James Statler, the supervisor of a youth development program in Nipomo, has just started telling the dozens of teen participants that the program stands to lose most of its funding at the end of June.
But that doesn’t mean the doors to LifeBound Leadership’s 500-square-foot center on West Dana Street will close, he said, or that the link to the community program staff has developed over the past 15 years will break.
“I know our doors are going to be open,” Statler said Tuesday. “I know the program might transform a bit, but it’s too soon to tell.”
The Nipomo center offers youths age 12 to 18 mentoring, homework support and opportunities to get involved in community service projects, recreational activities and a 14-week leadership program.
Statler is starting to reach out to community groups for support. He estimates a scaled-down program could continue to operate on about $33,000 a year — far less than the $175,000 provided annually by a state Community Challenge Grant.
While some of the money went toward the after-school center, much of it paid for comprehensive sexual health education and life skills programs in South County high schools and middle schools.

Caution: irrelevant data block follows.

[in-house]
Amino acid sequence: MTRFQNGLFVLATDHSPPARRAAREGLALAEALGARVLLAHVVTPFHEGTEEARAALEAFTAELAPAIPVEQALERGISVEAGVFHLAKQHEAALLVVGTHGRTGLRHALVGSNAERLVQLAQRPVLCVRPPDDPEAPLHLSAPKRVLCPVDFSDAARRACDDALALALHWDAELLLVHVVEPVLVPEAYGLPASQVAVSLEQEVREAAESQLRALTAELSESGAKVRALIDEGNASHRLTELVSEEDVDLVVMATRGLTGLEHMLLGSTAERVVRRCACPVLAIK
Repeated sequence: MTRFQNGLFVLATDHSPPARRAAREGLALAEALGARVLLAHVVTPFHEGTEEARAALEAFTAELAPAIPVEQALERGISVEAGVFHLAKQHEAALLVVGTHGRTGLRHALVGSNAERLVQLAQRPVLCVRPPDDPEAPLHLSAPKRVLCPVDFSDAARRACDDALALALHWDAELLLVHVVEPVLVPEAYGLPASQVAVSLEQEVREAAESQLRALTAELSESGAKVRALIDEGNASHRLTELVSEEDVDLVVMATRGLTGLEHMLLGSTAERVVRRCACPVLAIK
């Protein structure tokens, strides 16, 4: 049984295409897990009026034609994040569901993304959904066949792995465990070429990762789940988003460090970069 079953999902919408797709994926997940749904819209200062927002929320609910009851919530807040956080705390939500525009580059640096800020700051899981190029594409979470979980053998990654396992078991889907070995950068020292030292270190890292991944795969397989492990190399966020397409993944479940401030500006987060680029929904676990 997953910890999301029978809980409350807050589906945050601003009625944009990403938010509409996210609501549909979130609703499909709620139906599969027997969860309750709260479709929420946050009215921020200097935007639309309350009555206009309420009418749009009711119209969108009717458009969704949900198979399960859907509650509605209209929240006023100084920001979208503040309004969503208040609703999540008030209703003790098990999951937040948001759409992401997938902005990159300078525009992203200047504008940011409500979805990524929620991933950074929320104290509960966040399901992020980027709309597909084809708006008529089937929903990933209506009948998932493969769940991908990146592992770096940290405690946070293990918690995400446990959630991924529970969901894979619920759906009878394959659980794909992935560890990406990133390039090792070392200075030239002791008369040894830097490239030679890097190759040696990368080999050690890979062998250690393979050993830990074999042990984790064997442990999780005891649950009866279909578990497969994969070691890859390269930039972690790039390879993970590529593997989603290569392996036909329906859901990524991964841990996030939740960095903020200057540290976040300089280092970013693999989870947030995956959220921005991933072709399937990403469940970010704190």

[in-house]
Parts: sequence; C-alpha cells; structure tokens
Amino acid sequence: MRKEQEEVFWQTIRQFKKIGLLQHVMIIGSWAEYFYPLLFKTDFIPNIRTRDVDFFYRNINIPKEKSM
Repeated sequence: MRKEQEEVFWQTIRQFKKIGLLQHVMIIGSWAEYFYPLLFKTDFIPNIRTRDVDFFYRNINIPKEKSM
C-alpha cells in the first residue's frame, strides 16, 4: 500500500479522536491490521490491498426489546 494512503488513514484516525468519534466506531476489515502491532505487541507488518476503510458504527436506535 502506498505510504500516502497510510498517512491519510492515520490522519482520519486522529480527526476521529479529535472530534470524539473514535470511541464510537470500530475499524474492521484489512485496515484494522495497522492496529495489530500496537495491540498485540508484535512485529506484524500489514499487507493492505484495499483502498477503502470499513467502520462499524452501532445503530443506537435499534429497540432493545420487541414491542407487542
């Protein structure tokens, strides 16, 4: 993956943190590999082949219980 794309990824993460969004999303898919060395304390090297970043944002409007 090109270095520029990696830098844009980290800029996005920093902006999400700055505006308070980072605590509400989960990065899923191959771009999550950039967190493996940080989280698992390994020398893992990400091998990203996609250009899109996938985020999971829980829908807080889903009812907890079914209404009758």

The program has received the grant for five years, but a change in state funding rules now requires a program area to have a teen birth rate equal to 30 births per 1,000 teens or more, Statler said.
The South County area — Arroyo Grande, Grover Beach, Nipomo, Oceano and Pismo Beach — has a teen birth rate of 28.1 per 1,000 teens.
Statler said he understands the money is being diverted to areas with greater needs, but questioned: “What’s the incentive to do good prevention work if you can’t continue to be funded for doing good prevention work?”
He said LifeBound’s programs in the North County, which include a teen center and similar programs in the schools, will qualify for the grant funding.
For more information about LifeBound, go to http://lifeboundleadership.org.
Reach Cynthia Lambert at 781-7929. Stay updated by following @SouthCountyBeat on Twitter.